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How do I compare investment accounts?

Consider these points when you compare investment accounts.

  • Risk profile. In investing, you'll face a trade-off – the higher the risk, the higher the return. Savings accounts and term deposits are among the safest types of investments, whereas share trading has the potential for big gains and losses. Everyone has a different risk appetite. There is a relationship between your risk appetite and your investment goals.
  • Your investment goals. Why are you investing? What is your time horizon? Is it to grow your retirement nest egg, are you saving for a deposit for a home or are you looking for a quick dollar? Access to capital and risk appetite are 2 important factors in deciding your investment goals and subsequently which investment account is right for you. For example, a high interest saving account is a better investment account for someone saving for their first home than a share trading account. Share trading can lead to big gains, but the chance of losing everything probably won’t appeal to someone saving for their first home. Your investment goals dictate your investment strategy, which is a must-have for anyone comparing investment accounts.
  • Your investment strategy. Considering your investment goals, which investment account or investment account mix is suited to your needs? You can hedge your bets by choosing the right mix of investments. Your investment strategy also needs a time frame.
  • The length of the investment. Are your investment goals short, medium or long term? Different investments have different investment cycles. You can invest in a term deposit for a set time. Your goals and time frame to realise those goals should help you make a decision about the best investment account for you.
  • Liquidity. Also compare different investment accounts based on how easily you can access your money. Savings accounts are among the most liquid type of investment account, you can get your money when you want it. Securities only become a liquid asset if you can find a buyer.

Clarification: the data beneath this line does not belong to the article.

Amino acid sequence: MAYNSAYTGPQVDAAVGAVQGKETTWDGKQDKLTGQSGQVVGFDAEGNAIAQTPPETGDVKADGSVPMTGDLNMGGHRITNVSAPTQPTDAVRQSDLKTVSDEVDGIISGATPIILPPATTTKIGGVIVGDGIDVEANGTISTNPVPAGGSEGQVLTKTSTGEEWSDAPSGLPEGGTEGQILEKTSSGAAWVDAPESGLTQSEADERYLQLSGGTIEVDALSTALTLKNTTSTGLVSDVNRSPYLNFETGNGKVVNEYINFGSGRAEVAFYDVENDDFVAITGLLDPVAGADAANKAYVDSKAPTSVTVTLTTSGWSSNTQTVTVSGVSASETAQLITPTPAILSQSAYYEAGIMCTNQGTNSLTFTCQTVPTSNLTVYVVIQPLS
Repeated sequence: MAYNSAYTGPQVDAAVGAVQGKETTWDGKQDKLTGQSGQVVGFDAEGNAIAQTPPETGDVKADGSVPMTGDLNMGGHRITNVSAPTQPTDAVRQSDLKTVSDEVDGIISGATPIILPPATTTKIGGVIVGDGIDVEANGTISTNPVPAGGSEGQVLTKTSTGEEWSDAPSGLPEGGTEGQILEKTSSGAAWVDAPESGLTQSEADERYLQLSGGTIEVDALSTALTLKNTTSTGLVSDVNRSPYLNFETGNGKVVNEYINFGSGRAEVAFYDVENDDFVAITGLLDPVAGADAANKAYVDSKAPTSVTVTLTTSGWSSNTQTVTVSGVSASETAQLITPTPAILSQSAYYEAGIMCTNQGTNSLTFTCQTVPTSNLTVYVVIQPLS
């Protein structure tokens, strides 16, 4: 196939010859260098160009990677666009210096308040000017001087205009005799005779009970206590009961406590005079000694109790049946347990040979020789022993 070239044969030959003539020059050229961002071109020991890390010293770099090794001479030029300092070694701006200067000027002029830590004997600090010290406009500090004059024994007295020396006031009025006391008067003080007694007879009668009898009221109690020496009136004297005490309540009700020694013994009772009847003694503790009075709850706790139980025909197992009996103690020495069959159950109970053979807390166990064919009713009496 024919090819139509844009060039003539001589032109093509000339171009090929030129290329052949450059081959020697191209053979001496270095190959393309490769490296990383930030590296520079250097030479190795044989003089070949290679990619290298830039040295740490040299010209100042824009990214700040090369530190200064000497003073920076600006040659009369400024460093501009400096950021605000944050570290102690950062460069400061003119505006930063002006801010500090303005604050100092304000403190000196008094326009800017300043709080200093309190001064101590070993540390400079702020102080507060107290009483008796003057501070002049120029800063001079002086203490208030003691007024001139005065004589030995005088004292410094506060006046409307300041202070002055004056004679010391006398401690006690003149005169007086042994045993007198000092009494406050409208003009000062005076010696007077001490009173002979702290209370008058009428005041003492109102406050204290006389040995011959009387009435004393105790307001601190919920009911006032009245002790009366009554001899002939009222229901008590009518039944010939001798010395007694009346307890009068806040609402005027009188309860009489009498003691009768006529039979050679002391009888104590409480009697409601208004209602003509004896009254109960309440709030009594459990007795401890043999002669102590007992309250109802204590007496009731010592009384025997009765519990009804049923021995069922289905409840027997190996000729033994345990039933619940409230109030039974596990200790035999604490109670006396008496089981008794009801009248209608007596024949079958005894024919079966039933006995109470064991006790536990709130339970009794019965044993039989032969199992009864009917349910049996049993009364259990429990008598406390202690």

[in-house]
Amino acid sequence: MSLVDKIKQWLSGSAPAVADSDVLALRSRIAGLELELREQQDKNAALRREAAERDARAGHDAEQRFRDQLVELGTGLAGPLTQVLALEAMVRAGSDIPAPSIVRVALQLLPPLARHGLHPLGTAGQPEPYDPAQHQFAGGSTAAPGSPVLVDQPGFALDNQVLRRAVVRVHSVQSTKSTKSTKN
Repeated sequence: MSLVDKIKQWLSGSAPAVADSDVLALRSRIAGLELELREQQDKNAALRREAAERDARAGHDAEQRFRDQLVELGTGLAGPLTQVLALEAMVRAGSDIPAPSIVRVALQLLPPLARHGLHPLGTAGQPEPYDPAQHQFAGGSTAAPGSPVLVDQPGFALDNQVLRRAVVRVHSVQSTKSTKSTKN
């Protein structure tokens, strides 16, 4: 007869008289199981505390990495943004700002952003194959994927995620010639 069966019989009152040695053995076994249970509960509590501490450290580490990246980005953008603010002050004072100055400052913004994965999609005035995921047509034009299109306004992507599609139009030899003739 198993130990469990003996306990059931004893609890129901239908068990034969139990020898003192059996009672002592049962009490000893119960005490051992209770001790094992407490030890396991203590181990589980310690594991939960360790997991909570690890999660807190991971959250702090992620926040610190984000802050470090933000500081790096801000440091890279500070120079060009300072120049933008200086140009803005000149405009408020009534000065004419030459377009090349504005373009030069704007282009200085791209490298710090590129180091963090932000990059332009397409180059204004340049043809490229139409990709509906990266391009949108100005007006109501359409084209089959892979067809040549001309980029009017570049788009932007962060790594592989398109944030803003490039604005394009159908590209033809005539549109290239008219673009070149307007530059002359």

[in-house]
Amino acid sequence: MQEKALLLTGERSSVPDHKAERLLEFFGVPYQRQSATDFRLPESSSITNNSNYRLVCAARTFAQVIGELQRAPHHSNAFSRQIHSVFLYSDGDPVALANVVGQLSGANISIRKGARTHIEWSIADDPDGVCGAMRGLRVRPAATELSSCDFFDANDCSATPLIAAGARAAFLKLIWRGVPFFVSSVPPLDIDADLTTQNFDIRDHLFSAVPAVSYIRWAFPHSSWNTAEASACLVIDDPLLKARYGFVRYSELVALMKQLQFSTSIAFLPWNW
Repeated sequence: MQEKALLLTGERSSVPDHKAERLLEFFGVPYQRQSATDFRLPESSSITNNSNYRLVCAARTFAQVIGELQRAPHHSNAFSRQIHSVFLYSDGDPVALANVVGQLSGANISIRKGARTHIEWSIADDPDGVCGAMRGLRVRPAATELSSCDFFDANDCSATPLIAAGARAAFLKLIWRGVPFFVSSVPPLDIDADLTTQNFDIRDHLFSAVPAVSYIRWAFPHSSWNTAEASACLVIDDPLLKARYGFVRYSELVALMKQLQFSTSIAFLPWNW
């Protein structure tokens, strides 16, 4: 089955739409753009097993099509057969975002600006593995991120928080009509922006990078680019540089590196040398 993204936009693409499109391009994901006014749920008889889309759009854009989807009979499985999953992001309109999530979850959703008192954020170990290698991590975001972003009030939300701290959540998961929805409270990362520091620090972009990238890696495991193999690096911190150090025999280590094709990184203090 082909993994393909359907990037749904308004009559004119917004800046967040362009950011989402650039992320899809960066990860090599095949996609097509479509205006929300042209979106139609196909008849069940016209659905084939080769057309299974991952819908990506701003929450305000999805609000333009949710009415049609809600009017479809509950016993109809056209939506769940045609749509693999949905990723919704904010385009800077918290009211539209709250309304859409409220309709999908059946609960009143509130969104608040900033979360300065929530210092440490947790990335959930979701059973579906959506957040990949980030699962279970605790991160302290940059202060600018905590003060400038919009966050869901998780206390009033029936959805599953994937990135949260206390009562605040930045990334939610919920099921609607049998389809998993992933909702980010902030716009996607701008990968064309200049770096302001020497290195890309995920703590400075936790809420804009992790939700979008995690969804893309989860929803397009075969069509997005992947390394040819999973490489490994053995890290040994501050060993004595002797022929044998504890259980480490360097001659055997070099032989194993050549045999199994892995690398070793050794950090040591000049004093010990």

What are the pros and cons of using an investment account?

Pros

  • Financial gain. Different investments and investment accounts have the potential for different gains. The potential for capital gains is tied to the risk of the investment.
  • Choice. These types of accounts give you control over how you spend your money. Share trading accounts, retirement accounts, savings accounts and SMSFs are all different types of investment accounts.

Cons

  • Risk. The risk of suffering a capital loss.
  • Not for everyone. You need to have done your homework before you start investing and opening an investment account.
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What are the risks?

  • How risky are you? The investment risk varies depending on the investment type. Term deposit and high interest savings accounts are basically no-risk investment accounts, but the returns are low compared to the potential for capital gains from trading shares.
  • Margin lending. A margin loan investment account can be a great way to get capital to invest; however, this is a risky way to access cash. If you suffer a loss, the lender can claim the asset you use as security for the margin loan.

Frequently asked questions

How to invest $1,000